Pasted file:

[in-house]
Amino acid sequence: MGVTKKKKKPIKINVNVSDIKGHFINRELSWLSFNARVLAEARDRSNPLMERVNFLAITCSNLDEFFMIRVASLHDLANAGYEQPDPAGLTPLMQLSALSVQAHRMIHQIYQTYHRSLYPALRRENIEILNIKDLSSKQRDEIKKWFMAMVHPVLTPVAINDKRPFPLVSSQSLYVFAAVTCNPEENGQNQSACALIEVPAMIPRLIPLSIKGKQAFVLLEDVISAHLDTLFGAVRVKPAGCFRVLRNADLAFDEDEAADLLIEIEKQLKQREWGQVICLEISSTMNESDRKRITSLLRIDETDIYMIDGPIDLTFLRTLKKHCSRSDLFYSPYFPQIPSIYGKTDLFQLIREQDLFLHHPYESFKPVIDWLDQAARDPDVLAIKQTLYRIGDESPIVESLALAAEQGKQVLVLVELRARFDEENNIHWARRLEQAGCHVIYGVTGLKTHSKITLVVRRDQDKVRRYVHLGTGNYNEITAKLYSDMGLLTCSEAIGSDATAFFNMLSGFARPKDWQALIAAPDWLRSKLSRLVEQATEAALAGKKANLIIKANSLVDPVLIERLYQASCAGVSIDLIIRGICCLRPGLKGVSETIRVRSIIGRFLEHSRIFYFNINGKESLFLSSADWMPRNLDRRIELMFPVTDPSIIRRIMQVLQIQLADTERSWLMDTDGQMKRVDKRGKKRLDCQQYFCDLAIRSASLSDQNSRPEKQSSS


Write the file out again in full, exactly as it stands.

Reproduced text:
[in-house]
Amino acid sequence: MGVTKKKKKPIKINVNVSDIKGHFINRELSWLSFNARVLAEARDRSNPLMERVNFLAITCSNLDEFFMIRVASLHDLANAGYEQPDPAGLTPLMQLSALSVQAHRMIHQIYQTYHRSLYPALRRENIEILNIKDLSSKQRDEIKKWFMAMVHPVLTPVAINDKRPFPLVSSQSLYVFAAVTCNPEENGQNQSACALIEVPAMIPRLIPLSIKGKQAFVLLEDVISAHLDTLFGAVRVKPAGCFRVLRNADLAFDEDEAADLLIEIEKQLKQREWGQVICLEISSTMNESDRKRITSLLRIDETDIYMIDGPIDLTFLRTLKKHCSRSDLFYSPYFPQIPSIYGKTDLFQLIREQDLFLHHPYESFKPVIDWLDQAARDPDVLAIKQTLYRIGDESPIVESLALAAEQGKQVLVLVELRARFDEENNIHWARRLEQAGCHVIYGVTGLKTHSKITLVVRRDQDKVRRYVHLGTGNYNEITAKLYSDMGLLTCSEAIGSDATAFFNMLSGFARPKDWQALIAAPDWLRSKLSRLVEQATEAALAGKKANLIIKANSLVDPVLIERLYQASCAGVSIDLIIRGICCLRPGLKGVSETIRVRSIIGRFLEHSRIFYFNINGKESLFLSSADWMPRNLDRRIELMFPVTDPSIIRRIMQVLQIQLADTERSWLMDTDGQMKRVDKRGKKRLDCQQYFCDLAIRSASLSDQNSRPEKQSSS